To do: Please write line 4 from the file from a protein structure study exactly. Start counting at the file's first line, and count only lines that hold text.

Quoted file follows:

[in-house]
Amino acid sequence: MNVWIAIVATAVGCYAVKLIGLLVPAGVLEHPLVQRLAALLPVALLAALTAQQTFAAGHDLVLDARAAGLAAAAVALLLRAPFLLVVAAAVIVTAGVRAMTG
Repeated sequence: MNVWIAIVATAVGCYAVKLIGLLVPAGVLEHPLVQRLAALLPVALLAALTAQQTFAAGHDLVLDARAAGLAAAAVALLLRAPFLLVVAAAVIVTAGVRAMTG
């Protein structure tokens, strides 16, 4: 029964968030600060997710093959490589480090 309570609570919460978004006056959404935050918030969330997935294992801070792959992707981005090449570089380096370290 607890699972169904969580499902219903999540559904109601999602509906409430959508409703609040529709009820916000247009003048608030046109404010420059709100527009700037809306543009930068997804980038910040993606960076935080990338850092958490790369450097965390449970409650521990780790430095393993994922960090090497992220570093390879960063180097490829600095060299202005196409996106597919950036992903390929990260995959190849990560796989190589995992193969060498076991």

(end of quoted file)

């Protein structure tokens, strides 16, 4: 029964968030600060997710093959490589480090 309570609570919460978004006056959404935050918030969330997935294992801070792959992707981005090449570089380096370290 607890699972169904969580499902219903999540559904109601999602509906409430959508409703609040529709009820916000247009003048608030046109404010420059709100527009700037809306543009930068997804980038910040993606960076935080990338850092958490790369450097965390449970409650521990780790430095393993994922960090090497992220570093390879960063180097490829600095060299202005196409996106597919950036992903390929990260995959190849990560796989190589995992193969060498076991």